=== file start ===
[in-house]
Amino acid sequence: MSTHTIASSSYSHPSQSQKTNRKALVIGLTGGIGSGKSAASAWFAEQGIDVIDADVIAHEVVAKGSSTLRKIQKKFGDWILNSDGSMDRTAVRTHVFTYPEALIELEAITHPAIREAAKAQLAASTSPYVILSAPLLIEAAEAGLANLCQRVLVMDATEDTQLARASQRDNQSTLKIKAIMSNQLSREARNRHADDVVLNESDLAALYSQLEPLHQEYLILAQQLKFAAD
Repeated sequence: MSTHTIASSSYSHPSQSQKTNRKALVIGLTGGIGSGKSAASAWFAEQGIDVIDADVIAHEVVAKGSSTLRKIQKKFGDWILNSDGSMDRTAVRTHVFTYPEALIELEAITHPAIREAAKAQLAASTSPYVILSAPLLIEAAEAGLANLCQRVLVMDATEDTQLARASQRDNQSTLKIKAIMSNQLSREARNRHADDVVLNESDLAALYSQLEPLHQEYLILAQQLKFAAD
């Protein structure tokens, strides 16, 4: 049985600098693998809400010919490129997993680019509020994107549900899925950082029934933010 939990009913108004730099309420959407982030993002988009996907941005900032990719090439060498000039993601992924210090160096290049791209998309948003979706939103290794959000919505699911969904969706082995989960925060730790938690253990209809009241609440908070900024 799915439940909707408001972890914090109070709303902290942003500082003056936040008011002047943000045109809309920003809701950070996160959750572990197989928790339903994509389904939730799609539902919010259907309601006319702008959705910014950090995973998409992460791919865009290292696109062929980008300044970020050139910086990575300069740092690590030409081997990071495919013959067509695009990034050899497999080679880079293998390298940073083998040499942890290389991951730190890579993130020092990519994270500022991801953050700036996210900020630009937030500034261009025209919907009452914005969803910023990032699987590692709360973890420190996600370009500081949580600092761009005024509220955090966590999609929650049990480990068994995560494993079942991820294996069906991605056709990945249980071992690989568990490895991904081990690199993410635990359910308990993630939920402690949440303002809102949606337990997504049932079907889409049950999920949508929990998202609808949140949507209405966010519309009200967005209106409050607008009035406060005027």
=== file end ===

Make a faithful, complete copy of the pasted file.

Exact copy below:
[in-house]
Amino acid sequence: MSTHTIASSSYSHPSQSQKTNRKALVIGLTGGIGSGKSAASAWFAEQGIDVIDADVIAHEVVAKGSSTLRKIQKKFGDWILNSDGSMDRTAVRTHVFTYPEALIELEAITHPAIREAAKAQLAASTSPYVILSAPLLIEAAEAGLANLCQRVLVMDATEDTQLARASQRDNQSTLKIKAIMSNQLSREARNRHADDVVLNESDLAALYSQLEPLHQEYLILAQQLKFAAD
Repeated sequence: MSTHTIASSSYSHPSQSQKTNRKALVIGLTGGIGSGKSAASAWFAEQGIDVIDADVIAHEVVAKGSSTLRKIQKKFGDWILNSDGSMDRTAVRTHVFTYPEALIELEAITHPAIREAAKAQLAASTSPYVILSAPLLIEAAEAGLANLCQRVLVMDATEDTQLARASQRDNQSTLKIKAIMSNQLSREARNRHADDVVLNESDLAALYSQLEPLHQEYLILAQQLKFAAD
């Protein structure tokens, strides 16, 4: 049985600098693998809400010919490129997993680019509020994107549900899925950082029934933010 939990009913108004730099309420959407982030993002988009996907941005900032990719090439060498000039993601992924210090160096290049791209998309948003979706939103290794959000919505699911969904969706082995989960925060730790938690253990209809009241609440908070900024 799915439940909707408001972890914090109070709303902290942003500082003056936040008011002047943000045109809309920003809701950070996160959750572990197989928790339903994509389904939730799609539902919010259907309601006319702008959705910014950090995973998409992460791919865009290292696109062929980008300044970020050139910086990575300069740092690590030409081997990071495919013959067509695009990034050899497999080679880079293998390298940073083998040499942890290389991951730190890579993130020092990519994270500022991801953050700036996210900020630009937030500034261009025209919907009452914005969803910023990032699987590692709360973890420190996600370009500081949580600092761009005024509220955090966590999609929650049990480990068994995560494993079942991820294996069906991605056709990945249980071992690989568990490895991904081990690199993410635990359910308990993630939920402690949440303002809102949606337990997504049932079907889409049950999920949508929990998202609808949140949507209405966010519309009200967005209106409050607008009035406060005027």